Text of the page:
Many people remember watching on TV the remarkable events of July 20, 1969, when Neil Armstrong and Buzz Aldrin walked on the moon. Or did they? Not according to those who believe in the moon landing conspiracy. According to this theory, men never walked on the moon—NASA faked the Apollo moon landings. Reasons for this conspiracy vary, from the alleged impossibility of traveling to the moon to cost overruns and technological difficulties that made it impossible to realize President John Kennedy’s challenge to safely land men on the moon and return them to Earth before the decade of the 1960s ended.
Why all the interest in moon landing conspiracies? These conspiracy theories arose almost immediately after the Apollo program came to a close late in 1972. Even at the height of the Apollo program, the United States was rocked by dissension over the Vietnam War, but then came Watergate. These two events seriously undermined confidence and trust in the US government. Prior to the Vietnam War and Watergate, Americans overwhelmingly believed that their government told the truth, but afterward, most Americans seemed to think that the government lied about so many things, so the moon landings could have just been one more thing that the government lied about.
The 1978 release of the movie Capricorn One didn’t help. The movie was a thriller about NASA faking the first Mars landing. Unfortunately, the spacecraft depicted in the film was identical to the Apollo spacecraft that astronauts used to go to the moon. Furthermore, large letters at the top of promotional posters for Capricorn One asked the question, “Would you be shocked to find out that the greatest moment of our recent history may not have happened at all?” People who saw Capricorn One years ago apparently have forgotten major details of the movie, because many of them seem to recall that it was about faking the manned lunar landings, not a fictional account of faking the first manned Mars landing.
Over the years, a number of books about the supposed hoax of the Apollo moon landings have proliferated. The climax of these activities may have been the 2001 broadcast of the Fox television network documentary, Conspiracy Theory: Did We Land on the Moon? These books and this documentary film present all sorts of evidence in support of the conspiracy theory. Many of these are easy to refute. For instance, one argument supposedly is that the shadows cast by things on the moon go in more than one direction. The moon ought to have had one light source, the sun, which would produce shadows in only one direction. But a film set often has more than one light source, producing shadows going in more than one direction. However, the supposed evidence of more than one light source results from improperly drawing the directions of shadows on the photos. There have been numerous attempts to debunk these sorts of arguments, albeit with little success, because the moon landing conspiracy theory continues to gain followers.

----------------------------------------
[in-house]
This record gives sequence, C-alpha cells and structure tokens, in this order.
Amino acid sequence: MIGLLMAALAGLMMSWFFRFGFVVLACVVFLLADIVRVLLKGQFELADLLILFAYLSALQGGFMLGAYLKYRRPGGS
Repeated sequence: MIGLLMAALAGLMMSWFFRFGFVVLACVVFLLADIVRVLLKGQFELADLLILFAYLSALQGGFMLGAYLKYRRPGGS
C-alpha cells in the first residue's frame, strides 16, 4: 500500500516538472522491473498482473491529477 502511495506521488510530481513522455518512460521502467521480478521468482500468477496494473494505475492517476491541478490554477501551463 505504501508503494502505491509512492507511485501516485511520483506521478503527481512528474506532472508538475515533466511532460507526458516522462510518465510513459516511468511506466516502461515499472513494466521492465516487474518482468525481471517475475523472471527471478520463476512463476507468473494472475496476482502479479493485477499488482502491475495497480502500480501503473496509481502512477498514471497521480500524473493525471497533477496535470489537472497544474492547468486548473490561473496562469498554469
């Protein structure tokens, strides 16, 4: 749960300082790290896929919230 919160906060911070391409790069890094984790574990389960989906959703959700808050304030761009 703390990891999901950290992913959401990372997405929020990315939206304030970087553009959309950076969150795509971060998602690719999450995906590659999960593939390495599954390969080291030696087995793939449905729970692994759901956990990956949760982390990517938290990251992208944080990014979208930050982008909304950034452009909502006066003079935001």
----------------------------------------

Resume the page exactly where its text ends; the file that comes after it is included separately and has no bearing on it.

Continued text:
Why is there such interest in the supposed hoax of the Apollo moon landing?
Why is there such interest in the supposed hoax of the Apollo moon landing? As previously mentioned, part of the reason is a basic mistrust of government authorities. But conspiracies seem to have an odd attraction for many people, for many other conspiracy theories abound. People appear naturally to be attracted to conspiracies. Conspiracies certainly are far more interesting than the possibility that things are as they seem.
The Apollo moon landing theory has gained some traction among Christians too. Since so many scientists are wrong about the origin and age of the world, it may be that many Christians assume that the same scientists are wrong about landing on the moon too. Sometimes it seems that scientists want to stamp out any dissent on certain issues, such as evolution. This heavy-handed approach can look a bit conspiratorial, so Christians may be justified in being at least a bit skeptical about many things. How should we respond? It is tempting to give a detailed rebuttal of many of the claims made by those who support the idea that the Apollo moon landings were a hoax. However, that has been done many times already.
There is a much more straightforward approach. Two of the twelve men who walked on the moon later were born again Christians, Charlie Duke, and the late Jim Irwin. Both of these dedicated Christians wrote books in which they shared their testimonies and their experiences as astronauts. To doubt the Apollo moon landings amounts to accusing two Christian brothers of lying about the biggest thing that ever happened to them, of course apart from their salvation. The biblical standard for establishing such a matter is two or three witnesses (Deuteronomy 17:6; Matthew 18:15–17; 2 Corinthians 13:1). These two Christian astronauts certainly suffice as reliable witnesses, so we can be assured that the Apollo astronauts indeed walked on the moon.